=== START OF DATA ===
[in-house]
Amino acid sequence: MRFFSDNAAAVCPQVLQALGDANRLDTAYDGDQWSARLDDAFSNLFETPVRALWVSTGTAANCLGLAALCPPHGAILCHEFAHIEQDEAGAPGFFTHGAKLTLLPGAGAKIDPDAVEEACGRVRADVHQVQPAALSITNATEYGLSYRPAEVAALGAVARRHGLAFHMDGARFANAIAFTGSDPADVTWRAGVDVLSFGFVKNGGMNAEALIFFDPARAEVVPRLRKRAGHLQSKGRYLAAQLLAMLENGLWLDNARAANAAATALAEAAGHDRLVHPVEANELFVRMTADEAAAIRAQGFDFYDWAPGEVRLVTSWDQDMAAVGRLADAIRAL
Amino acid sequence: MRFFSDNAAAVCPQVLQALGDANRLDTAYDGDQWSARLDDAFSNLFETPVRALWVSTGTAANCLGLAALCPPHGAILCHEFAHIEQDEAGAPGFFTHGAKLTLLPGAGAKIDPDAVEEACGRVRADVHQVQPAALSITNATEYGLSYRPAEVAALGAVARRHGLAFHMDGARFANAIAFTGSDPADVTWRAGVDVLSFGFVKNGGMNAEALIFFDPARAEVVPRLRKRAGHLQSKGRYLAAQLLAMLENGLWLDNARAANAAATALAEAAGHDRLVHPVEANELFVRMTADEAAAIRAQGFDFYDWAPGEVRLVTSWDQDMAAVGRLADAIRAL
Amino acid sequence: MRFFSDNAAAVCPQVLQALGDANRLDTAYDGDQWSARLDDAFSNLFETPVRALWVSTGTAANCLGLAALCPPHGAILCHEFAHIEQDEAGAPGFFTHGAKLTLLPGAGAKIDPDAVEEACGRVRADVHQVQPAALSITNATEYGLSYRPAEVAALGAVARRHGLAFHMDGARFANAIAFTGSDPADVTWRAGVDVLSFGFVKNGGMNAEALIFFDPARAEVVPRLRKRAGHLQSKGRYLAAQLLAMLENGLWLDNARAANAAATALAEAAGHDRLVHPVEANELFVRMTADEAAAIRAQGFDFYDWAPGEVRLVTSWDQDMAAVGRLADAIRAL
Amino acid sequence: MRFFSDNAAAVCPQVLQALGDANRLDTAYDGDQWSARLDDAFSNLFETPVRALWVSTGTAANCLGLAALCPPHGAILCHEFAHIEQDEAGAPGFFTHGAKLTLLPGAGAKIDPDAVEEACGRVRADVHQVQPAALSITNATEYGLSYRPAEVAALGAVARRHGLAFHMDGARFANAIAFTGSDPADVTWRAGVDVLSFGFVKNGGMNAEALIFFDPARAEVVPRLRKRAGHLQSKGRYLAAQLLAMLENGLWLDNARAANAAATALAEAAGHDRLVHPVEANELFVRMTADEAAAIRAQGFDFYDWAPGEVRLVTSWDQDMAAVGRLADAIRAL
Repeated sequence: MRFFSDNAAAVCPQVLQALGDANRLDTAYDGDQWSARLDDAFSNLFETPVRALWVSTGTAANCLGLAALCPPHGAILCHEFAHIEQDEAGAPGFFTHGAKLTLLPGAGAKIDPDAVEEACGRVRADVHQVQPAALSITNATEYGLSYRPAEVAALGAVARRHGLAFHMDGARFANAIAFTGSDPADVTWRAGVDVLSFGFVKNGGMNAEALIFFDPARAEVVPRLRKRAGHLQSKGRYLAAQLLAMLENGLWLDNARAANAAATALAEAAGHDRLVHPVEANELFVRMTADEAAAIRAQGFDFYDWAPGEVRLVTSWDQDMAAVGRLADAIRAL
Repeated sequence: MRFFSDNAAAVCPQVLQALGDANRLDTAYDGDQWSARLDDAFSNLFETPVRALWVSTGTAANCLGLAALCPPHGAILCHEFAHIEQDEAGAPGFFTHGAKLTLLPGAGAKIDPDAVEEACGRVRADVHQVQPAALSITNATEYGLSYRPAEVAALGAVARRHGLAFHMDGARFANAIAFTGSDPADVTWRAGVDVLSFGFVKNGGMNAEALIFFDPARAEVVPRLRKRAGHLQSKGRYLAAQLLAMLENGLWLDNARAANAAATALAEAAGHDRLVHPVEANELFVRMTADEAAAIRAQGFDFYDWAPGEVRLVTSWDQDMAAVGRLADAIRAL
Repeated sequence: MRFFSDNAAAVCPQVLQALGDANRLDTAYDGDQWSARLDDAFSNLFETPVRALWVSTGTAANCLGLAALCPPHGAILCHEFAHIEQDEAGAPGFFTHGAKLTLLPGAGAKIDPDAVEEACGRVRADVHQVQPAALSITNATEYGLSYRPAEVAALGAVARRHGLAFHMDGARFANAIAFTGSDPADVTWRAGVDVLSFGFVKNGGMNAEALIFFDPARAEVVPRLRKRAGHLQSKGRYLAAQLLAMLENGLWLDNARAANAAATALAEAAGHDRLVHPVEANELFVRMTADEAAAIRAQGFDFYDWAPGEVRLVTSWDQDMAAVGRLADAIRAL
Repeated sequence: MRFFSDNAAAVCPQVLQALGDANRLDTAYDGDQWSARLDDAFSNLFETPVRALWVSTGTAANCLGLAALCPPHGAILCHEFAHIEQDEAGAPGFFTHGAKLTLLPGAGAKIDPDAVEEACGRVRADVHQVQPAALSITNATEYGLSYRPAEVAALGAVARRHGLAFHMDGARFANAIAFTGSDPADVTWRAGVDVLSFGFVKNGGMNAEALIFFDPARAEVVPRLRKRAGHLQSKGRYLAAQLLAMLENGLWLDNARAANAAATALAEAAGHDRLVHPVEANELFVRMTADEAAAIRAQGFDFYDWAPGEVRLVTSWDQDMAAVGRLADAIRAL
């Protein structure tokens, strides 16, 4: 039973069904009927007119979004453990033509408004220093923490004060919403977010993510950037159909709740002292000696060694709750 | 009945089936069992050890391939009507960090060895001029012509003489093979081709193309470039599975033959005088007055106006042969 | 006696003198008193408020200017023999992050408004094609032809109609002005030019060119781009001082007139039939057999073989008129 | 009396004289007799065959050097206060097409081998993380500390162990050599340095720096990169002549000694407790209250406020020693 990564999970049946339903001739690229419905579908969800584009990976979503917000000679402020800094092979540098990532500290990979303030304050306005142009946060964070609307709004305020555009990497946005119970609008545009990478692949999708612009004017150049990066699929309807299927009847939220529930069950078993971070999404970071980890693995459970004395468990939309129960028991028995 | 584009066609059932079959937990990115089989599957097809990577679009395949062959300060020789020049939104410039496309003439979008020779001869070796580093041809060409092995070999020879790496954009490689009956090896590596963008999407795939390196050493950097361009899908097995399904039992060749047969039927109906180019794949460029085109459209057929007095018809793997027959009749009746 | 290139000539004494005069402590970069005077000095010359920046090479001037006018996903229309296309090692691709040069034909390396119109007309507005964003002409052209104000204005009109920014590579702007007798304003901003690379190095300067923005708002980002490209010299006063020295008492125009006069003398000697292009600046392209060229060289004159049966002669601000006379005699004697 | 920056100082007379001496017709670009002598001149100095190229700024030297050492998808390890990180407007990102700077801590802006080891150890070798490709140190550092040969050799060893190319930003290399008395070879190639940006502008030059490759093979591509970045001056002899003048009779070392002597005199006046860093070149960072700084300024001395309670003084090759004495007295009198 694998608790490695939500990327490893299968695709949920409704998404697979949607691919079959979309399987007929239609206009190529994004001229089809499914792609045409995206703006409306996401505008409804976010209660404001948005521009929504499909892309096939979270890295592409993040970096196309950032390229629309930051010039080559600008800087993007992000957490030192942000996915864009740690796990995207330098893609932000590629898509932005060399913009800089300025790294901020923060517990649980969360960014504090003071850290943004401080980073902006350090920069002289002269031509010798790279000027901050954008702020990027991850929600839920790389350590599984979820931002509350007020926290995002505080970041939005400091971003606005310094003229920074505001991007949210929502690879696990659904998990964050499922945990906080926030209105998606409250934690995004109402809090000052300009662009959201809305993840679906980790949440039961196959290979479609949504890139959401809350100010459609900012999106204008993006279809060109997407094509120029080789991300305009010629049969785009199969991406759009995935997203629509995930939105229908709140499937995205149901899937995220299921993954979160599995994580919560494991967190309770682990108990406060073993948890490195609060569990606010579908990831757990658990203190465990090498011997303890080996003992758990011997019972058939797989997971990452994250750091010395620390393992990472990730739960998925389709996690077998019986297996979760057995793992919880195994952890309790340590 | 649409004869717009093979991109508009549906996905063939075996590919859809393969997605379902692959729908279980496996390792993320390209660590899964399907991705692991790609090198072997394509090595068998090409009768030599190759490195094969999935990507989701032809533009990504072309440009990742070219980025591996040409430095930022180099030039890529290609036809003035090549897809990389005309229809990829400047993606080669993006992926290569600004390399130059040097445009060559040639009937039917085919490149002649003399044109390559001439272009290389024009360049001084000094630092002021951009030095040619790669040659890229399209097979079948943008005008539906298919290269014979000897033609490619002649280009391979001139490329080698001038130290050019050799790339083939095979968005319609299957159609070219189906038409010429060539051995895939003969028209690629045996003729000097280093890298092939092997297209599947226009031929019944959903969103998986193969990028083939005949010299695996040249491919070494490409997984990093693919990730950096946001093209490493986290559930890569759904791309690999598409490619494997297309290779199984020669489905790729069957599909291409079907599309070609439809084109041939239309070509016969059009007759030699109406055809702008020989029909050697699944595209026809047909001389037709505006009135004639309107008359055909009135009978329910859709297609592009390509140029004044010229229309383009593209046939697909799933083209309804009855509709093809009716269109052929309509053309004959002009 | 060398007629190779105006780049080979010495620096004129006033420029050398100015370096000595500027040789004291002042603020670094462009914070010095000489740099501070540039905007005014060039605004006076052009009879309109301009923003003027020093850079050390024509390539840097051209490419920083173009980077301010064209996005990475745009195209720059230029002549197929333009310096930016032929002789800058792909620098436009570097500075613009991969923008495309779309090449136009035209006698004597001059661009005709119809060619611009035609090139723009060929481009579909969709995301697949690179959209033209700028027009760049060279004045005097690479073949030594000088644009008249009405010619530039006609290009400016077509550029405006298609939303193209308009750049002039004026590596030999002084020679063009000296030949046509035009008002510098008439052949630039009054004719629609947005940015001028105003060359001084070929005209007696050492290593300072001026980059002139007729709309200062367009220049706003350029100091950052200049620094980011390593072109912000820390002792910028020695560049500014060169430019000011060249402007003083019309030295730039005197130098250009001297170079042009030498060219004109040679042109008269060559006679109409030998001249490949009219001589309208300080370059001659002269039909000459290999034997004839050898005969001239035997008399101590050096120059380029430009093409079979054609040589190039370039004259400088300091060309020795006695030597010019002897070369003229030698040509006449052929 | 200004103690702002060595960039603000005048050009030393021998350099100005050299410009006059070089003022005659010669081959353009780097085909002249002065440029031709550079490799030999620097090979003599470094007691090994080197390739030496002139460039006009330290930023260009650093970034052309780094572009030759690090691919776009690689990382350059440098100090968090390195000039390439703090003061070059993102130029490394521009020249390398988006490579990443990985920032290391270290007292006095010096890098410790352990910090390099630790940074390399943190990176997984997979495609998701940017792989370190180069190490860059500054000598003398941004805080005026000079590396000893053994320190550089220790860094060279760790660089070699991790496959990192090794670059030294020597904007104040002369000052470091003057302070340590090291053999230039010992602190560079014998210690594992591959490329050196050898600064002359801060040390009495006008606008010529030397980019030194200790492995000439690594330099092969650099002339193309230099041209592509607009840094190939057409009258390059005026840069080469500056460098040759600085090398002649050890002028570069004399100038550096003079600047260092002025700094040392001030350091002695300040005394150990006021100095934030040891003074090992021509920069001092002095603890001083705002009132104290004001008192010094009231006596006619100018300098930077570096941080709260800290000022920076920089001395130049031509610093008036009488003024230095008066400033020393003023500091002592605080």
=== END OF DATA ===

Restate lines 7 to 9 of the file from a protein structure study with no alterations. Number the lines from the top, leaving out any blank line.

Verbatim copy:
Repeated sequence: MRFFSDNAAAVCPQVLQALGDANRLDTAYDGDQWSARLDDAFSNLFETPVRALWVSTGTAANCLGLAALCPPHGAILCHEFAHIEQDEAGAPGFFTHGAKLTLLPGAGAKIDPDAVEEACGRVRADVHQVQPAALSITNATEYGLSYRPAEVAALGAVARRHGLAFHMDGARFANAIAFTGSDPADVTWRAGVDVLSFGFVKNGGMNAEALIFFDPARAEVVPRLRKRAGHLQSKGRYLAAQLLAMLENGLWLDNARAANAAATALAEAAGHDRLVHPVEANELFVRMTADEAAAIRAQGFDFYDWAPGEVRLVTSWDQDMAAVGRLADAIRAL
Repeated sequence: MRFFSDNAAAVCPQVLQALGDANRLDTAYDGDQWSARLDDAFSNLFETPVRALWVSTGTAANCLGLAALCPPHGAILCHEFAHIEQDEAGAPGFFTHGAKLTLLPGAGAKIDPDAVEEACGRVRADVHQVQPAALSITNATEYGLSYRPAEVAALGAVARRHGLAFHMDGARFANAIAFTGSDPADVTWRAGVDVLSFGFVKNGGMNAEALIFFDPARAEVVPRLRKRAGHLQSKGRYLAAQLLAMLENGLWLDNARAANAAATALAEAAGHDRLVHPVEANELFVRMTADEAAAIRAQGFDFYDWAPGEVRLVTSWDQDMAAVGRLADAIRAL
Repeated sequence: MRFFSDNAAAVCPQVLQALGDANRLDTAYDGDQWSARLDDAFSNLFETPVRALWVSTGTAANCLGLAALCPPHGAILCHEFAHIEQDEAGAPGFFTHGAKLTLLPGAGAKIDPDAVEEACGRVRADVHQVQPAALSITNATEYGLSYRPAEVAALGAVARRHGLAFHMDGARFANAIAFTGSDPADVTWRAGVDVLSFGFVKNGGMNAEALIFFDPARAEVVPRLRKRAGHLQSKGRYLAAQLLAMLENGLWLDNARAANAAATALAEAAGHDRLVHPVEANELFVRMTADEAAAIRAQGFDFYDWAPGEVRLVTSWDQDMAAVGRLADAIRAL